What is particularly interesting is the fact that there is no indication of shared or passed-on knowledge. In the Roman period there was only very limited and sketchy contact between Rome and China, but intermediary nations stretching between the two (Parthia, Kushan, Tibet) could act as a conduit for trade and information, even if much of it was sketchy or inaccurate. In the case of Essos, it’s almost like a wall slams down beyond the Mountains of the Morn and the forests of Mossovy. It appears that no-one from Yi Ti, Asshai, or Ibben knows what the heck is out there either. If there were any further cities or nations, presumably they would have explored westwards and encountered the Mossovites, or the empire of Yi Ti, and some news of it would have made its way to Westeros.
This allows for a very simple conclusion: there is pretty much nothing out there past the Grey Waste and Mossovy. Essos may stretch on for a (relatively) short distance or for many thousands more miles, but either way there is no civilisation to be found or, if there is, it’s separated from the known world by such a vast gulf of wilderness that it’s not worth the exorbitant costs and dangers of making such a journey.
There may also be geographic hindrances. We know that the Saffron Straits link the Jade Sea to unknown bodies of water to the east, beyond the island-continent of Ulthos, but no-one has apparently explored the straits and returned. It may be that the far eastern end of the straits closes up to the point where they are not navigable by large ships, preventing further exploration that way. If equatorial Ulthos is even half as inhospitable as Sothoryos, then overland exploration will also likely be impossible. We know that there is no reported civilisation at all on Sothoryos (Jaenara Belaerys of Valyria spent three years exploring the continent on her dragon, Terrax, and reported that she still hadn’t seen all of it and she suspected it was as large as Essos, “a land without end”), which would discourage exploration down the coast of that landmass or whatever presumed straits or seas separate it from Ulthos. This effectively bars eastward exploration to the south of Essos.
To the north, civilisation to all intents and purposes ends at the island of Ibben, three thousand miles to the east of Westeros. Beyond Ibben, there is a grand total of one (relatively) safe port on the Shivering Sea: Nefer, the capital of N’Ghai, and that is a city of dubious repute which can only be reached via the forbidding Thousand Islands. Nefer is approximately two thousand miles from the Port of Ibben and one thousand miles from the furthermost-edge of the known world map. Even a sailor as hardy as the Sea Snake didn’t like the risk of a voyage east into unknown seas and lands with no known safe harbourage, and chose to return to Westeros (where, years and decades later, he would play a major role in the Dance of Dragons). It also appears that no ships have ever come west to these lands from whatever may be at the far eastern end of Essos.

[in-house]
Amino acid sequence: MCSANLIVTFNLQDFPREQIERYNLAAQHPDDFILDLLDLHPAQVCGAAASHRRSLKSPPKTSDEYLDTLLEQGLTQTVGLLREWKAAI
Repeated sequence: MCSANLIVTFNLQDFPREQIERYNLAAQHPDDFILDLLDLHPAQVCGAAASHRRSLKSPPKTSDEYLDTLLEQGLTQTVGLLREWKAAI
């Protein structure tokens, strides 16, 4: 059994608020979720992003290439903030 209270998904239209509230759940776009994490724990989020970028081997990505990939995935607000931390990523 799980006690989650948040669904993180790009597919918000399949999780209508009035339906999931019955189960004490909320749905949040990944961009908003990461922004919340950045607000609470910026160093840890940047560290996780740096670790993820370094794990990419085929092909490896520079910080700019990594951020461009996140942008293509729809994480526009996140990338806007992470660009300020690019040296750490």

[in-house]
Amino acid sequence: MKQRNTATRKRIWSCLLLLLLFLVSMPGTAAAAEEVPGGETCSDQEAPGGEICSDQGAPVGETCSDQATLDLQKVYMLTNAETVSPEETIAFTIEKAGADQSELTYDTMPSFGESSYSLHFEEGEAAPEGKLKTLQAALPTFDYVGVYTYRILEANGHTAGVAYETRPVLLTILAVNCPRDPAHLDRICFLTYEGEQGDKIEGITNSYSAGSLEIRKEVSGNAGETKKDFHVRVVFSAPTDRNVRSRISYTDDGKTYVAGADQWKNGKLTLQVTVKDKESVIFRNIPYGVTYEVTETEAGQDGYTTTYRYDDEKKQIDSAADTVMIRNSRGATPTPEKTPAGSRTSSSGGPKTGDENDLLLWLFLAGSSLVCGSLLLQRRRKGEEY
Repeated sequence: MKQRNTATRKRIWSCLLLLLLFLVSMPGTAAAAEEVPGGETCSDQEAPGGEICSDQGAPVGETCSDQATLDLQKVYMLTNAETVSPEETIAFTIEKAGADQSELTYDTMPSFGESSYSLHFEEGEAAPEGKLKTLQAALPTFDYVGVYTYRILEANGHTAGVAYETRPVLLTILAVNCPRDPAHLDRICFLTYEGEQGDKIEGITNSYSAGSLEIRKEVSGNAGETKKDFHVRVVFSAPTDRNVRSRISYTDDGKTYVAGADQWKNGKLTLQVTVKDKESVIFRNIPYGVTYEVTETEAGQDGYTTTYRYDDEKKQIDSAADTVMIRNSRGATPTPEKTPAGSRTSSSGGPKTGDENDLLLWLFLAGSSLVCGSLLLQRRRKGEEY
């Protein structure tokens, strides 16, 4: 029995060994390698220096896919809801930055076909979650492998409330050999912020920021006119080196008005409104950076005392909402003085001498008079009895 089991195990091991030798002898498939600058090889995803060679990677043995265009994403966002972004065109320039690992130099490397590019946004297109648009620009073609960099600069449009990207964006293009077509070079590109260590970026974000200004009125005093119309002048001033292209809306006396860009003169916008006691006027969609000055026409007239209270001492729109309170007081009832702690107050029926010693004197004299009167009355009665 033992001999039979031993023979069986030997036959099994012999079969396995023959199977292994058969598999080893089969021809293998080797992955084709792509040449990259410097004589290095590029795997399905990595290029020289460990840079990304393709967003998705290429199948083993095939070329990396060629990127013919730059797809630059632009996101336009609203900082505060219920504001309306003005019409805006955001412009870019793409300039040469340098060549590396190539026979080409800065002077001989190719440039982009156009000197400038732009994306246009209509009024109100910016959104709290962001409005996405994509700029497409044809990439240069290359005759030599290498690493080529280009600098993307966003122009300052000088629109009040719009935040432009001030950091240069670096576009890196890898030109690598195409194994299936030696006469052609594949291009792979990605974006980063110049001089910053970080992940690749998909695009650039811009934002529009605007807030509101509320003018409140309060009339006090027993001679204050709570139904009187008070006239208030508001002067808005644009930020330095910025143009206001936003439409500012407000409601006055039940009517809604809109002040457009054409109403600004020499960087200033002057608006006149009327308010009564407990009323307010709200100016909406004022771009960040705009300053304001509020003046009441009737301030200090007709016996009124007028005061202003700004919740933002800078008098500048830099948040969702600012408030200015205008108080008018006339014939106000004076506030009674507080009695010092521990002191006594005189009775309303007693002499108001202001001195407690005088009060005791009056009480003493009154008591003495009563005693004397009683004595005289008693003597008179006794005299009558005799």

Is it possible that the far east coast of Essos can be reached by sailing west across the Sunset Sea? Certainly, assuming there isn’t another landmass blocking the way. It might be that Essos wraps around most of the globe and its eastern shores lie just a few thousand miles across the Sunset Sea. However, George R.R. Martin has said that Essos is about the size as Eurasia (21 million square miles, or almost exactly three times the area of South America/Westeros). Whilst this would make Essos huge, it wouldn’t be so huge it would extend an additional 10,000 miles further eastwards, and wouldn’t be vastly bigger than what we see already on the maps.
According to Martin, we’re never going to get an official, full world map or a globe showing where everything is. But from the text, my conclusion is that if there are other pockets of civilisation in the world, they are incredibly distant and remote from the settled parts of Westeros and Essos, and will play no role in the rest of the story.